Teaching Thailand #4: Alphabet Materials

As mentioned previously, I would like to focus a lot more on the alphabet during the upcoming school year than is covered in our curriculum. It is very important to me that our children have that base on which to build in future years. Thus, most of the materials I have created this month deal with the English letters, both lower- and upper-case.

This year, I plan to deal with the “big” and “small” letters separately; the flashcards I made last year had them together:

I have made new cards for each letter, along with arrows showing the steps for letters with straight lines (I will make curved arrows later, if needed). I plan to display these in the classroom as we begin to learn about that particular letter and will model how to write it. I will print and laminate sets of each letter card so that each student in a particular class can practice tracing the letters with dry-erase markers during the lesson. This means printing out 20-30 cards each week.

Here are my upper-case Tracing Letters:

Here are the lower-case letters:

I color-code a lot of my flashcards and other materials — most dealing with the letters of the alphabet are in shade of purple. I also changed my logo from the masked man of the COVID era into something with glasses and a neck-tie. I’m not sure if the kids will recognize this as representing “Teacher Mark” the way they did the older image but we will see.

I made combined-cases letter mats which the kids can practice in the classrooms after learning the letters. They can use clay to form these letters. My plan is to print the cards, laminate them, and affix them in a shallow-lipped plastic tray. A small tub of clay can be given to the child to take and practice. Again, this will require A LOT of printing and laminating to set up as I will need a set for each of nine classrooms.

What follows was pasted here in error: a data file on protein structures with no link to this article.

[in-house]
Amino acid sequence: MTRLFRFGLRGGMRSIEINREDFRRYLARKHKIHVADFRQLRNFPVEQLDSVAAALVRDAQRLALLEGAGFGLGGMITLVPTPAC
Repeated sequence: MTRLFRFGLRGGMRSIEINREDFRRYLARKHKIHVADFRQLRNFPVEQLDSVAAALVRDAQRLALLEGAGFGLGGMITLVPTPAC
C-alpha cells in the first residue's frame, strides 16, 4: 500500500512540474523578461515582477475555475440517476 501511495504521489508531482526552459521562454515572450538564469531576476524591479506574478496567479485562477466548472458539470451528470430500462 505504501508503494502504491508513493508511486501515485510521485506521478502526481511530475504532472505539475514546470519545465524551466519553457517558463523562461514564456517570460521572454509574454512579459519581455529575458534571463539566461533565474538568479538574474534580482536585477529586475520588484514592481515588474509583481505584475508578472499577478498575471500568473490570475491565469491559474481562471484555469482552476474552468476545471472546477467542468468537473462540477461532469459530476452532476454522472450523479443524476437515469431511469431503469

Here are my clay mats:

Note: Letter “Ii” is missing. I noticed as I was combining the cards into the PDF and will fix this at a later time.

I have an idea of having the younger children (Pre-K and K1, perhaps K2) to trace the letters in sand. For this, I will need a supply of shallow-lipped plastic trays as well as a big bucket of sand. I suppose I will also need to find a small plastic shovel so I can refill my bucket of sand. Sounds like a late-night operation at the nearby beach.

I have started making my own chants to use when we learn each letter but that is a bit more slow-going. I only have chants for the first three letters and am seriously thinking about purchasing a set of alphabet chant cards from a more creative Kindergarten teacher. Here’s what I have so far:

For “D”, I was trying to figure something out involving doughnuts and, possibly, donkeys. But I just thought of “dirty dogs dig deep” so that might work. I’ll see if I can find an image to match…

I also have several alphabet-related games, saying the names of the letters (a Miss Kindergarten adaptation) as well as several activities for matching the capital letters with their lower-case counterparts:

I am looking forward to having the kids form letters of the alphabet with their bodies. The difficult part, as with all new games, will be trying to explain to the children what I want them to do. Sometimes, the Thai teachers will help explain but it is always hit or miss whether they will understand what I want the kids to do. As soon as the children recognize the “make the letter with your body” game, it should not be a problem.

I have several more ideas that I would like to use for teaching the alphabet including how to make each letter using Legos-style building blocks (the Thai version is quite different as well as larger) and making ABC bracelets. I am not lacking for letter ideas, that much is certain.

What I need to do now is take inventory of my most recent vocabulary flashcards and make a few for the first several letters of the alphabet. I think I already have quite a few but I want to check if they are in good shape; my laminator was not always running well towards the end of last term and sometimes the kids can be a bit hard on them.

With the alphabet materials essentially finished, it is time to focus on other topics. I am ready with Basic Greetings and Introductions, the subject of my next “Teaching Thailand” blog entry. Coming soon….

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